But Higashigawa would certainly not have been this popular if his only talent would have been to write funny stories. As always, his comedy is partly a devious way to hide his hints to the solution, luring the reader in a false sense of security. Heck, even running jokes are not safe and when you finally realize that a running joke was actually a significant hint thrown at you time after time, well, that hurts. In a good way. This time, Higashigawa also created an interesting non-linear, multi-route deduction map. And I apologize to those who don't understand videogames lingo. Anyway, at the end of the story, we see two different characters following up two different lines of deductions to arrive at the same murderer. While the two deductions are imperfect on their own (so you really need to have read both deductions to understand everything), it is still a refreshing way to look at the case, as both routes do lead to the correct murderer.
An interesting point of this novel was the whole disappearing pistol problem. Higashigawa not only came up with an explanation for the murderer actually having a gun in a country where it is difficult to procure a gun (which is the way it should be anyway...), he also follows up this explanation to its logical consequences. A limited amount of bullets, no use of silencers, experience in handling guns, the fact that the murder weapon is an illegally manufactured gun comes back in several ways in the deductions that lead up to the conclusion and this was really well done by Higashigawa, I think.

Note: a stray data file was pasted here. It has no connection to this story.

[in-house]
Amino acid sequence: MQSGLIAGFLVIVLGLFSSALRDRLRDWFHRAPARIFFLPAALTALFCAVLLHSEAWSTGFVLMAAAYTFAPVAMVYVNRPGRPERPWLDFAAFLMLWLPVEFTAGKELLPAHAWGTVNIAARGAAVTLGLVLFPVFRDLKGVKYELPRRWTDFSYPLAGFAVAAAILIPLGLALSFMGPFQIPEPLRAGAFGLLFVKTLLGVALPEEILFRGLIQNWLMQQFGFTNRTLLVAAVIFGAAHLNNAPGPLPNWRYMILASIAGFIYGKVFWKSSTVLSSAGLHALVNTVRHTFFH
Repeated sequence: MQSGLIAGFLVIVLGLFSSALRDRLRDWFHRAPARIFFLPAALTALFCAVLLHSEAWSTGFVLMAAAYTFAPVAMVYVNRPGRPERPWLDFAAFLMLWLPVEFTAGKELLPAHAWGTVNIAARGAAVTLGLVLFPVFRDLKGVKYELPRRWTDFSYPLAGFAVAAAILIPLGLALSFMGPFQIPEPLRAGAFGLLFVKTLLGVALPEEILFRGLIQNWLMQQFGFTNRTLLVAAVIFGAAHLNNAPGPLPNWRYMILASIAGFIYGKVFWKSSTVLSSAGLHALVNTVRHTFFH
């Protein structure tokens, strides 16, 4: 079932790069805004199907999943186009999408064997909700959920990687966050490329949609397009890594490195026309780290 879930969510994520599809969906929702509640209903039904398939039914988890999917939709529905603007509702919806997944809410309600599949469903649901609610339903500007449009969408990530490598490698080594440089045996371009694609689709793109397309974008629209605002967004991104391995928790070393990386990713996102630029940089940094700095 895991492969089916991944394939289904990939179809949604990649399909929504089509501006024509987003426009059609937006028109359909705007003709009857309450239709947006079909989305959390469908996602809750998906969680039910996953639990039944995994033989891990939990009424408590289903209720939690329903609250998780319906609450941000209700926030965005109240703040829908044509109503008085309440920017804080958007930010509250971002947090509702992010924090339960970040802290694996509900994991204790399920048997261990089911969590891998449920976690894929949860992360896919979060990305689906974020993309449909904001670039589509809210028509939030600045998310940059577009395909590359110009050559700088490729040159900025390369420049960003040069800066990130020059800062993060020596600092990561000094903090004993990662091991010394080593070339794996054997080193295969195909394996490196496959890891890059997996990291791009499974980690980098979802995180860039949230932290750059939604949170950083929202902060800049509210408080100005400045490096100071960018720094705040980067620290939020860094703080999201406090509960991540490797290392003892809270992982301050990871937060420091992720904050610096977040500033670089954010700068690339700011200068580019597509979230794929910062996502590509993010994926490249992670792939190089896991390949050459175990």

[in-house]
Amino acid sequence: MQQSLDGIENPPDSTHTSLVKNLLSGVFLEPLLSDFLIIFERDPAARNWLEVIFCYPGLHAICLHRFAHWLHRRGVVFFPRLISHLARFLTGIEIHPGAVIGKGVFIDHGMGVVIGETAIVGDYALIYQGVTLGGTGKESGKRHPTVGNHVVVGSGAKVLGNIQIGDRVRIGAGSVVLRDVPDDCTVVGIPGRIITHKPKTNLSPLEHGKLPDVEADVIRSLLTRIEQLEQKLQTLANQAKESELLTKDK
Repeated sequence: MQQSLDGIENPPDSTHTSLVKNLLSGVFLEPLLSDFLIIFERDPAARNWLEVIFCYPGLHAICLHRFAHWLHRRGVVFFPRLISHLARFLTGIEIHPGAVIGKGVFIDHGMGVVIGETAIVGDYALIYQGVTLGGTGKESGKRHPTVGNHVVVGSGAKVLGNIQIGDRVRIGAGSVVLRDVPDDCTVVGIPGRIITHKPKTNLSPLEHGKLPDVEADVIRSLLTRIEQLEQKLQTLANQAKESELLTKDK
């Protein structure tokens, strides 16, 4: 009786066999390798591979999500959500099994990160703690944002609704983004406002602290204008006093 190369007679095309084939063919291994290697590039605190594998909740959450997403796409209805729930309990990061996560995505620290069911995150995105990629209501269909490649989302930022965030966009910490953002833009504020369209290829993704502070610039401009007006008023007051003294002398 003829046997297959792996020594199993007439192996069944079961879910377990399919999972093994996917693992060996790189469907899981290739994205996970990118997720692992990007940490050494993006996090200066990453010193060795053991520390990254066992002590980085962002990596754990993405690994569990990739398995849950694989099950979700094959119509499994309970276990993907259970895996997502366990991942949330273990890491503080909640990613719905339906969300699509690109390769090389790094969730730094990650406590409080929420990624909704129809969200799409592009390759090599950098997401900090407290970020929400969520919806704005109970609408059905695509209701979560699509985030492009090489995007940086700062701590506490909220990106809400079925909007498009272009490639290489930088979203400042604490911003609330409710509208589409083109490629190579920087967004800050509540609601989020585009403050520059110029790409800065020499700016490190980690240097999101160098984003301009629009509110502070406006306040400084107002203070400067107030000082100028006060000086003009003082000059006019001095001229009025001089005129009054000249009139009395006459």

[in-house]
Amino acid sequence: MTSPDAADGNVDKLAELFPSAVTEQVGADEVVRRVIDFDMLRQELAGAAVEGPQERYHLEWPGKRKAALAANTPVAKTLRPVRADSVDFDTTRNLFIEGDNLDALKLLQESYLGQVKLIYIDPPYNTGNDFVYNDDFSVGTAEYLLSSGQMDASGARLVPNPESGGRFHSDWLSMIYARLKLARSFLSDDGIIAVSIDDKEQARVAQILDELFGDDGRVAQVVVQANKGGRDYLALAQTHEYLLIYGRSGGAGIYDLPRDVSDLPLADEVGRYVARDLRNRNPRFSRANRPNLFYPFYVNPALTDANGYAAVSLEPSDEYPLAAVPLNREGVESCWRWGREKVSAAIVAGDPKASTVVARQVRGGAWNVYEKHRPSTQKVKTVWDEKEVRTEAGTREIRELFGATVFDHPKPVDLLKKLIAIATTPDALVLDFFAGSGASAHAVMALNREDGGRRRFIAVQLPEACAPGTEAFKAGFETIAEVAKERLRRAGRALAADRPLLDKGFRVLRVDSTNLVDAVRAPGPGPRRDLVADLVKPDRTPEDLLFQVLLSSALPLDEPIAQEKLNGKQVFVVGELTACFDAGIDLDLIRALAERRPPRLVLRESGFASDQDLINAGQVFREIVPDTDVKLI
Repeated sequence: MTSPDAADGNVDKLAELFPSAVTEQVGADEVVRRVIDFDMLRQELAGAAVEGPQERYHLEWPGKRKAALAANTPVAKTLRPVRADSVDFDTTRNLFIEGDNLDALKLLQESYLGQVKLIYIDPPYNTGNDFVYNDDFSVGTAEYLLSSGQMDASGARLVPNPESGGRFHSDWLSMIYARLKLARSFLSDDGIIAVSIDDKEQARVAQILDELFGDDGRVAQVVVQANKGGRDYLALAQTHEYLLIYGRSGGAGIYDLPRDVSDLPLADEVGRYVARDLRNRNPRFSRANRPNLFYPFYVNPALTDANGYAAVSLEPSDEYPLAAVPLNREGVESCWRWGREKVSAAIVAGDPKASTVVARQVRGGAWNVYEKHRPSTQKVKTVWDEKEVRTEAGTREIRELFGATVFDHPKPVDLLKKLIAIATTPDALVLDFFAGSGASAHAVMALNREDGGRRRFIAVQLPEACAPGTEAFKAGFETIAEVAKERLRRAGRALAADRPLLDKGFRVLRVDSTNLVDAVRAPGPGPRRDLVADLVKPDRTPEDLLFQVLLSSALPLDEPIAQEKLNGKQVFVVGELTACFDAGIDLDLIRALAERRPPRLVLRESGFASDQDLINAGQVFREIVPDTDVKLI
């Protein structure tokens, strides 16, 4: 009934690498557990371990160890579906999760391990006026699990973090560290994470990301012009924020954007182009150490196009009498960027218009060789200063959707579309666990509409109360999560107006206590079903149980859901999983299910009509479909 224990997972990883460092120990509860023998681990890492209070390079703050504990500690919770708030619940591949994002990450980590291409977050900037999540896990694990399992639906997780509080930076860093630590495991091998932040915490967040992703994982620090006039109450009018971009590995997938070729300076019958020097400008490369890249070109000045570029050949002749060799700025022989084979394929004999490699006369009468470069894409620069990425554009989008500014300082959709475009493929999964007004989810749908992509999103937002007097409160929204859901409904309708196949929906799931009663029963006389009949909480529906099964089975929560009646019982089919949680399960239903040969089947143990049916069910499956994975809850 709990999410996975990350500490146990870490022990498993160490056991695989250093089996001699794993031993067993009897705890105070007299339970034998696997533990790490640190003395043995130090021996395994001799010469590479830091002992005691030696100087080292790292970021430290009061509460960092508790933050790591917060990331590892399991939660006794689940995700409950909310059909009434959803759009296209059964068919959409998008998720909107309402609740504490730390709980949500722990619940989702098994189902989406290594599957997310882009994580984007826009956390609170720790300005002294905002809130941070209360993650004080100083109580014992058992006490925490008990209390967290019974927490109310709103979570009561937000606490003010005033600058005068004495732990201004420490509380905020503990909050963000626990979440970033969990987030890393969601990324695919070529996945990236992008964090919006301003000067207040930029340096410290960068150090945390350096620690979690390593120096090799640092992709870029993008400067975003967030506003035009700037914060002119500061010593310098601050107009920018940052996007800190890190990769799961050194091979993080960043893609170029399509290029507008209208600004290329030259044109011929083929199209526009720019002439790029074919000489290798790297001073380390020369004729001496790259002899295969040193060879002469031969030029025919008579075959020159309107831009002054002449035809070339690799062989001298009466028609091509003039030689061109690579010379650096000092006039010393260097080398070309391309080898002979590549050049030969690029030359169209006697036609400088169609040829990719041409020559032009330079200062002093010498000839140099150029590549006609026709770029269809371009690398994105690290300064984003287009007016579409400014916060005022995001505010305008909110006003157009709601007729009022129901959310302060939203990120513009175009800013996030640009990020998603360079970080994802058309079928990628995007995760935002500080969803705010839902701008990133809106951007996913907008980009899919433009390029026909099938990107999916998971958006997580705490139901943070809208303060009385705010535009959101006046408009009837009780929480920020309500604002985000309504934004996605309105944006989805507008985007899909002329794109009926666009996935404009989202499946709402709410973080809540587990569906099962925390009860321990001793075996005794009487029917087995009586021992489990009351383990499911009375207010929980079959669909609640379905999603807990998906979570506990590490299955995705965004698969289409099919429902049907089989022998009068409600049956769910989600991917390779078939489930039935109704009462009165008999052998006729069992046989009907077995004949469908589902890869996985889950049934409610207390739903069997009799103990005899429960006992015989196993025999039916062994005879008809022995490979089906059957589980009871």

Interesting was also the way Higashigawa changed the setting of this novel, compared to Misshitsu no Kagi Kashimasu. The latter was clearly urban, while Misshitsu ni Mukatte Ute! is set in a big Western mansion on top of a cliff. So what did Higashigawa do? He went down the Yokomizo Seishi-route. We don't have ancient spirits of warriors cutting down people, but we do have a trio of wealthy and influential candidate fiances vying for the hand of Juujouji Sakura, the heiress of the Juujouji family (Yes, it's Jououbachi I'm thinking about). Actually, the way Ukai manages to be at the scene during the times the shooting incident happens also seems inspired by Yokomizo Seishi, with Kindaichi Kousuke often coming across murder cases while he is hired for different (less bloody) investigations. It was a funny change of tone, especially as I was so enthusiastic about the urban setting of Misshitsu no Kagi Kashimasu.
And it took me almost a month to finish this book, despite me obviously having fun with it. Why? No idea. I only know it took me two days to read the first 150 pages, afterwards I fell into a slow, slow schedule of reading two or three pages every two days or so for three weeks. And then I decided I really should finish the book last night. I hope my next book won't take this long.
Original Japanese title(s): 東川篤哉 『密室に向かって撃て！』
Sunday, May 20, 2012
"Since ancient times locked rooms have been constructed by criminals, and deconstructed by detectives"
"Detective Conan: Prelude From the Past"